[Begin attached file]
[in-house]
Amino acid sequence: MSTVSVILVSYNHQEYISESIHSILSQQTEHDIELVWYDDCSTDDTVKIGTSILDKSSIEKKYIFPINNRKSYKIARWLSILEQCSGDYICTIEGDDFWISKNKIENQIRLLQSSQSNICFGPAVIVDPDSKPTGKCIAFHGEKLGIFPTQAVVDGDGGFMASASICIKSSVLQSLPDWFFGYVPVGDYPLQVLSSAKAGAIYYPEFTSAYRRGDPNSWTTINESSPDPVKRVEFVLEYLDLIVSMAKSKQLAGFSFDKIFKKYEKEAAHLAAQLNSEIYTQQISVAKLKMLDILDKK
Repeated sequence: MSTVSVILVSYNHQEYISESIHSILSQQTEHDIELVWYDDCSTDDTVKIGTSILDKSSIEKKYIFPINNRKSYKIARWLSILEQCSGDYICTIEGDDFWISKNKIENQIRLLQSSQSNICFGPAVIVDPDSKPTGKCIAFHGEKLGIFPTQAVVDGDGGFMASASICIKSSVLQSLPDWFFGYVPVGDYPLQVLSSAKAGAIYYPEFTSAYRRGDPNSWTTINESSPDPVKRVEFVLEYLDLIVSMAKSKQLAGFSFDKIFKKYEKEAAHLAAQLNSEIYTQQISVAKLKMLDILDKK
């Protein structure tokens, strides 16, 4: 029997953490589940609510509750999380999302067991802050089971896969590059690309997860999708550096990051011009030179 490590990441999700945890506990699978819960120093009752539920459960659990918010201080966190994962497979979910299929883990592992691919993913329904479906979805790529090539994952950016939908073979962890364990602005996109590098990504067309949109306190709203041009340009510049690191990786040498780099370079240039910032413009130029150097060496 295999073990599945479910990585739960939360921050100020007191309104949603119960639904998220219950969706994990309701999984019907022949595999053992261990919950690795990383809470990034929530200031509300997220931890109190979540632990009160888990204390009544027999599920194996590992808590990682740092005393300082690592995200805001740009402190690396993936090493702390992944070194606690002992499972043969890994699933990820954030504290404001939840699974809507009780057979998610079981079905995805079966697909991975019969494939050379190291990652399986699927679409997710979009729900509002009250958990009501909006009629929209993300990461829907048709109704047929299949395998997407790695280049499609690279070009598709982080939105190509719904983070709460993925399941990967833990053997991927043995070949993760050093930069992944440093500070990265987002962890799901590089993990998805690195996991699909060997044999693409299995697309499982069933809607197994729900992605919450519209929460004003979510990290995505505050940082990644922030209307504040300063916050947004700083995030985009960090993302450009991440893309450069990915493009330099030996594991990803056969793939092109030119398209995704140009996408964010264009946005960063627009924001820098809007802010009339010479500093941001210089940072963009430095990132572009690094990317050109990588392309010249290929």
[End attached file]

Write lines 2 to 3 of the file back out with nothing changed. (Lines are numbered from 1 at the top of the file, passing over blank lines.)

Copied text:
Amino acid sequence: MSTVSVILVSYNHQEYISESIHSILSQQTEHDIELVWYDDCSTDDTVKIGTSILDKSSIEKKYIFPINNRKSYKIARWLSILEQCSGDYICTIEGDDFWISKNKIENQIRLLQSSQSNICFGPAVIVDPDSKPTGKCIAFHGEKLGIFPTQAVVDGDGGFMASASICIKSSVLQSLPDWFFGYVPVGDYPLQVLSSAKAGAIYYPEFTSAYRRGDPNSWTTINESSPDPVKRVEFVLEYLDLIVSMAKSKQLAGFSFDKIFKKYEKEAAHLAAQLNSEIYTQQISVAKLKMLDILDKK
Repeated sequence: MSTVSVILVSYNHQEYISESIHSILSQQTEHDIELVWYDDCSTDDTVKIGTSILDKSSIEKKYIFPINNRKSYKIARWLSILEQCSGDYICTIEGDDFWISKNKIENQIRLLQSSQSNICFGPAVIVDPDSKPTGKCIAFHGEKLGIFPTQAVVDGDGGFMASASICIKSSVLQSLPDWFFGYVPVGDYPLQVLSSAKAGAIYYPEFTSAYRRGDPNSWTTINESSPDPVKRVEFVLEYLDLIVSMAKSKQLAGFSFDKIFKKYEKEAAHLAAQLNSEIYTQQISVAKLKMLDILDKK